The view was picture-postcard. Virgin snow filled the treetops and covered the mountains that stretched into the clear blue sky. The hotel was typically 1960s Alpine; all wood panelling, dark corners and not a whiff of wi-fi to be had.
I kept breakfast to a minimum - a strong black coffee - as I knew what was coming up and the prospect of doing it on a full stomach was out of the question. Outside in the chill winter morning a gaggle of motoring journalists had split into small cliques, and the air was abuzz with nervous excitement.
This soon descended to an awed hush as a distant whizz and bang alerted us to the impending presence of what we were here to see. As the mechanical symphony crescendoed the yellow and white monster came into view, beautifully drifting in front of us before parking up.
By the standards of today's high-tech WRC machines, the Audi Quattro is an agricultural piece of kit. To anyone brought up watching a snow-swept William Wollard present the Lombard highlights on BBC2, this is what rallying is all about.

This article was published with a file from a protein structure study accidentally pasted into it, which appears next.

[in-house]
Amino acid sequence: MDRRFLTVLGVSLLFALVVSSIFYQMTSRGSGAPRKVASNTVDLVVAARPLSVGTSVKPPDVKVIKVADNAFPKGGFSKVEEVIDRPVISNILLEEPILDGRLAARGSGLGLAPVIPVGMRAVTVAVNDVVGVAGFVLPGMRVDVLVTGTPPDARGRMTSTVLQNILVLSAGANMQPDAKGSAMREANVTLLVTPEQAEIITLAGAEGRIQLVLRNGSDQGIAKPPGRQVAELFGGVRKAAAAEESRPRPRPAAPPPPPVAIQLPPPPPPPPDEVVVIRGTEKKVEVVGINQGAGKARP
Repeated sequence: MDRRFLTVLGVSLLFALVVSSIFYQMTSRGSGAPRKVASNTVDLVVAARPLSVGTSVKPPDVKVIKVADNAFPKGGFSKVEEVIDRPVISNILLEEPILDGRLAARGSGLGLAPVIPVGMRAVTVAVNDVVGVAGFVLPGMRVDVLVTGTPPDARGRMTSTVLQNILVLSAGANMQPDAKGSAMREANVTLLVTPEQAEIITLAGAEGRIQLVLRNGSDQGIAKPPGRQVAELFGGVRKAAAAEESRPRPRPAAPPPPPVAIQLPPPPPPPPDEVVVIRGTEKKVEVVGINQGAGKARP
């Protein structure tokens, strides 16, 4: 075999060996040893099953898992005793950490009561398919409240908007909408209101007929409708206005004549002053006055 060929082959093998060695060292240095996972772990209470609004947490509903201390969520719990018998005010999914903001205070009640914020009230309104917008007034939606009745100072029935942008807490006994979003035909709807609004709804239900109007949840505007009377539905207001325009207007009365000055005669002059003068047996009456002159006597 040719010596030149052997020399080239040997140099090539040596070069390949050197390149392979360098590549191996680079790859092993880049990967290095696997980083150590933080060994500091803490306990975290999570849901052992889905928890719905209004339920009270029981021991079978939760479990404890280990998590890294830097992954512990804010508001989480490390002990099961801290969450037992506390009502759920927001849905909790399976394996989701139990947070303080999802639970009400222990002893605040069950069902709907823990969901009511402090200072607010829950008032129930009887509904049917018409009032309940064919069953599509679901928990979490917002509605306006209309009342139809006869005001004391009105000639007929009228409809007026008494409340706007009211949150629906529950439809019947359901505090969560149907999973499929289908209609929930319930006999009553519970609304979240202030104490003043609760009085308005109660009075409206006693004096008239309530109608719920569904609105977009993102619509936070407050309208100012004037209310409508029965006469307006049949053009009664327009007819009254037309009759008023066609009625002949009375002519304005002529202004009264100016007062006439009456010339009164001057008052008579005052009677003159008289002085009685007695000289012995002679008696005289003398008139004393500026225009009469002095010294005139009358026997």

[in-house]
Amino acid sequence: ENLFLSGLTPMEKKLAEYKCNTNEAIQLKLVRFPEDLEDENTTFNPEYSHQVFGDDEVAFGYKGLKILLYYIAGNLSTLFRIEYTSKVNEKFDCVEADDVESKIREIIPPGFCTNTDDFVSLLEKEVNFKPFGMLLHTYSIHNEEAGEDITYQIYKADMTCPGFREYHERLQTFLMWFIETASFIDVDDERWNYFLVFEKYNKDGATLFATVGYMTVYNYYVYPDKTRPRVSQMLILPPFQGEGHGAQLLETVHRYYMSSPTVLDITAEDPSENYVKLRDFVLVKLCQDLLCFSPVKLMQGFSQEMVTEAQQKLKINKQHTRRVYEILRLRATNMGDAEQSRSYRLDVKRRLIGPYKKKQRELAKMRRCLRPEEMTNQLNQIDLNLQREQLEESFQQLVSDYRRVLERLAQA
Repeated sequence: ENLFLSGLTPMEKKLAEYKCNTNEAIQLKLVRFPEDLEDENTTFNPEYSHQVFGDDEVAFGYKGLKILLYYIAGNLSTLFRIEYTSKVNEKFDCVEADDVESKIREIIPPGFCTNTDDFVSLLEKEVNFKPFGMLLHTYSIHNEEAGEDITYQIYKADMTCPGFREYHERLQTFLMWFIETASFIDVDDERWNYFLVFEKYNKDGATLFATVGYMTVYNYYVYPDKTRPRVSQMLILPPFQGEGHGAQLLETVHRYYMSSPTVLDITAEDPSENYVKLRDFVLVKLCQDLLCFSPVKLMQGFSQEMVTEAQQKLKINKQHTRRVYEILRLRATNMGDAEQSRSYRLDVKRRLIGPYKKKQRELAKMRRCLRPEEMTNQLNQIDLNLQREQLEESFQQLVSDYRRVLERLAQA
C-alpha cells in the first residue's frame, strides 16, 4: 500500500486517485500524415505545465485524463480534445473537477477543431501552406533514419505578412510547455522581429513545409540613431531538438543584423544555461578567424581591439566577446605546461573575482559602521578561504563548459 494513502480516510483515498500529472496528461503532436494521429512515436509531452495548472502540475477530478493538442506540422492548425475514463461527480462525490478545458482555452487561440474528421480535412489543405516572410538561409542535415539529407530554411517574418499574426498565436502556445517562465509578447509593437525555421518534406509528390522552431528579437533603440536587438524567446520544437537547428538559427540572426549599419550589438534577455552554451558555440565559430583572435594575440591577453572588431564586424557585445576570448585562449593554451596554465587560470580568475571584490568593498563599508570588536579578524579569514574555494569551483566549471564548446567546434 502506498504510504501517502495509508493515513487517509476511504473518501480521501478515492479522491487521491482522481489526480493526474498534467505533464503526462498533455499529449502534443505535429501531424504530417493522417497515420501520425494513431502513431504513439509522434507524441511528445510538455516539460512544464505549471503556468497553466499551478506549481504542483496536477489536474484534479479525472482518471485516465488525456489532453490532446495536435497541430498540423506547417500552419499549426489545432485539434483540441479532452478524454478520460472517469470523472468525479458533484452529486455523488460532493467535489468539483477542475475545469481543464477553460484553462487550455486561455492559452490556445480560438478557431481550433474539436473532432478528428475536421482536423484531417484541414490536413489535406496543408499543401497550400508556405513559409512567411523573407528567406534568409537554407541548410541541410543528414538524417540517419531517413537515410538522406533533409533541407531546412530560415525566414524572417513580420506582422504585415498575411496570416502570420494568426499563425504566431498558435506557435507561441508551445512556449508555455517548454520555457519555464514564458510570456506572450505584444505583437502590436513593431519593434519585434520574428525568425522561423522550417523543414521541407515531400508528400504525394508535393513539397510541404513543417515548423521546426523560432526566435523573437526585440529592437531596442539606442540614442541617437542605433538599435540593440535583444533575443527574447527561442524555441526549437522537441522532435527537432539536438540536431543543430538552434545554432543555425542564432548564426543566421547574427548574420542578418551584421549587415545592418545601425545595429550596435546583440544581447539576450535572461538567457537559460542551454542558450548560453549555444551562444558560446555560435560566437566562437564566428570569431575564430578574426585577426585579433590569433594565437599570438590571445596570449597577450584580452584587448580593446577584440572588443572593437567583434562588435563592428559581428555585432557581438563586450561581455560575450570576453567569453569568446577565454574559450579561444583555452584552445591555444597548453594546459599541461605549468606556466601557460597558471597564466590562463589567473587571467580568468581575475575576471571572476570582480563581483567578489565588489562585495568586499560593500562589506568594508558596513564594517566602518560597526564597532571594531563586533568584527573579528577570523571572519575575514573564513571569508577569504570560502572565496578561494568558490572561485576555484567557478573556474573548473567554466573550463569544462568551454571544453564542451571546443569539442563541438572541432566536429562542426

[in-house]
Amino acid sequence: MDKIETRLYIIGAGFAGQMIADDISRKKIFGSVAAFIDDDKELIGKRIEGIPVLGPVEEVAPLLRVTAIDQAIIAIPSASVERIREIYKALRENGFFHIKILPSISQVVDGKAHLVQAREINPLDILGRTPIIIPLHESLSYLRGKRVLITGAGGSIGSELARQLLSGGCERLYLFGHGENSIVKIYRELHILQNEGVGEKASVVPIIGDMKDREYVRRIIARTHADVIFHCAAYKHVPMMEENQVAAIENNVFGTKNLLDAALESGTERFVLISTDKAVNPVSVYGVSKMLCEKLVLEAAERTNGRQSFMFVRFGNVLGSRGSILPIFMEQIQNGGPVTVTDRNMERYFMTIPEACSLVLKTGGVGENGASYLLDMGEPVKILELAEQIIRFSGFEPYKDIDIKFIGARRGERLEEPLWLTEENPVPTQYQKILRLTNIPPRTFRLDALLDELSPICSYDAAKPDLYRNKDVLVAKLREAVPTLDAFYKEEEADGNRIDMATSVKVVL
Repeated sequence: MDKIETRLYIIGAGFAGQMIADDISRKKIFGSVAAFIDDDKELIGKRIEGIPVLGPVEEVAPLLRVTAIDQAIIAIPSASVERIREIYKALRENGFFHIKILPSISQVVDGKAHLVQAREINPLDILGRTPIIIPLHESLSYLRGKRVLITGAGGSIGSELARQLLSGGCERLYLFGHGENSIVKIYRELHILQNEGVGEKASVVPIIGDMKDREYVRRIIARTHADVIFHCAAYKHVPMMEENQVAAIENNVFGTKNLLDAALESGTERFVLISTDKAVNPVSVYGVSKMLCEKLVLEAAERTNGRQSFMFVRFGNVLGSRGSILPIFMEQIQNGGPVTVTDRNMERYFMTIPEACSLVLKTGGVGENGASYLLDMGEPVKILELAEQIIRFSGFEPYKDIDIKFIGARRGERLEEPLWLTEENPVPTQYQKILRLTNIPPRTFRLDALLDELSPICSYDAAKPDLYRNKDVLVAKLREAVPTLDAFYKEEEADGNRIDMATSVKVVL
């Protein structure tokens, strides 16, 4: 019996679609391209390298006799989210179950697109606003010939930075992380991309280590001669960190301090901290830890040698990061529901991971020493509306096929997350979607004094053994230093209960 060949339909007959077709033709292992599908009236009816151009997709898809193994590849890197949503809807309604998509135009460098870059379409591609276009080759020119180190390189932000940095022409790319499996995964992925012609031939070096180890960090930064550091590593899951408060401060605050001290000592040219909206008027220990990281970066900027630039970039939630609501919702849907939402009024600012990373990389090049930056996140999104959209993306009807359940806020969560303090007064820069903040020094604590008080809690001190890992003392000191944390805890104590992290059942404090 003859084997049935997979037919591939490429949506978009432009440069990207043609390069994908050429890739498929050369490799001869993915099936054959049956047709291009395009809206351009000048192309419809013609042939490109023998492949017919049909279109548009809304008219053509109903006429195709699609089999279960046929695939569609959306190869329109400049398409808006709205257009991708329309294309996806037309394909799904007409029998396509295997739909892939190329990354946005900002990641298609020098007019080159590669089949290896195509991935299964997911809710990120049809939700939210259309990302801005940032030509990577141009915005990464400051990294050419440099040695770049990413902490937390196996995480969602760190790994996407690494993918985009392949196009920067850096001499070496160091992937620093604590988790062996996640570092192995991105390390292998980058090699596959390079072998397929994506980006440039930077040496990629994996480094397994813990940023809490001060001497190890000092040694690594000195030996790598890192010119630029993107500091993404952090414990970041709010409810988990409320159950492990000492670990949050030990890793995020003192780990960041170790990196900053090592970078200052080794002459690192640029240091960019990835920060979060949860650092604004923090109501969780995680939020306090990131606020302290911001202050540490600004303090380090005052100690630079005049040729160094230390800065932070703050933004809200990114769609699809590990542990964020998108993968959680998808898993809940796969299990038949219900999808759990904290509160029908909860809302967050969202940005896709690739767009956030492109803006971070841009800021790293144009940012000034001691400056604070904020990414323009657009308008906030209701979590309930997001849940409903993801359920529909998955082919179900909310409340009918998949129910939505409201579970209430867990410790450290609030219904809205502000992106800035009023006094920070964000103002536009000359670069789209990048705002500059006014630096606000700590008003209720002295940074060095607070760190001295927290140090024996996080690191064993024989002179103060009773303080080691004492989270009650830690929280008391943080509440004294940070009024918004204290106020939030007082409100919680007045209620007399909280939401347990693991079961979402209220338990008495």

Behind the wheel was double world champion Walter Rohrl and ahead was a snaking strip of asphalt that makes up part of the Col du Turini. This was cool.
Rohrl, a tad more wrinkled than he was during his height of his career, took it easy on the way down. This was a pubic road and we didn't want to surprise a local at full-pelt.
But once we'd turned around at the bottom, and it was established the road was clear, it was game on. The acceleration was brutal, but it was Rohrl's pinpoint accuracy as he nailed every apex that really impressed. There was no time for small talk as the walls and trees passed by in a blur.
I tried to stare down at the dancing feet that made him an early YouTube legend (for a lap of the Nurburgring filmed in the footwell). But there was only so long I could look down as I was flung around.
He showboated through the final corner, where the rest of the journos were waiting for their turn, but just to show how much he pushed as we pulled up he reached over to his left wrist and clicked his stopwatch! Even with my lumbering ballast on board he was checking for the final few tenths!
Later in the day we got to sit and chat. I asked him how he would fair against Sebastien Loeb. "What now? I think in his car he would beat me, but in one of these, I'm not so sure!"
You can take a 63-year-old out of competition, but you can't take the competitive spirit out of that amazing man.